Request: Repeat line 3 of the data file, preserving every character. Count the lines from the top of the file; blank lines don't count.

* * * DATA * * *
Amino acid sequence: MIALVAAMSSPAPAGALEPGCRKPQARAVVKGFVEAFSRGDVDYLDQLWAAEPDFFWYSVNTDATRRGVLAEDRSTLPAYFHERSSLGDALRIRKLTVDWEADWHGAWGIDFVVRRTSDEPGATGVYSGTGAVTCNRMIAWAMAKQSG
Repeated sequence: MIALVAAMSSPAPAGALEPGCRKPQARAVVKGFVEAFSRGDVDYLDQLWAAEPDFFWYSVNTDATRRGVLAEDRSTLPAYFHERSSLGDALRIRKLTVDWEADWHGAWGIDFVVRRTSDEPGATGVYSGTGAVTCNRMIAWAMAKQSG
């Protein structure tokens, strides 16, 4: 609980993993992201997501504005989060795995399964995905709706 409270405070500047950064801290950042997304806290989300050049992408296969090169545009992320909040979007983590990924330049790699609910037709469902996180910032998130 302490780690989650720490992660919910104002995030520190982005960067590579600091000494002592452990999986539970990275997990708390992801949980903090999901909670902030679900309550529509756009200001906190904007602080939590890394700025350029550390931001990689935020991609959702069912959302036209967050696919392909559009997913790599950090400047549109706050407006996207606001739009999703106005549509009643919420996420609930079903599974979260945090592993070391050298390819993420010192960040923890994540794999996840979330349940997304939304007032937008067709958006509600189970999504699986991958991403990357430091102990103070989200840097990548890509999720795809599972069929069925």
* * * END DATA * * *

């Protein structure tokens, strides 16, 4: 609980993993992201997501504005989060795995399964995905709706 409270405070500047950064801290950042997304806290989300050049992408296969090169545009992320909040979007983590990924330049790699609910037709469902996180910032998130 302490780690989650720490992660919910104002995030520190982005960067590579600091000494002592452990999986539970990275997990708390992801949980903090999901909670902030679900309550529509756009200001906190904007602080939590890394700025350029550390931001990689935020991609959702069912959302036209967050696919392909559009997913790599950090400047549109706050407006996207606001739009999703106005549509009643919420996420609930079903599974979260945090592993070391050298390819993420010192960040923890994540794999996840979330349940997304939304007032937008067709958006509600189970999504699986991958991403990357430091102990103070989200840097990548890509999720795809599972069929069925």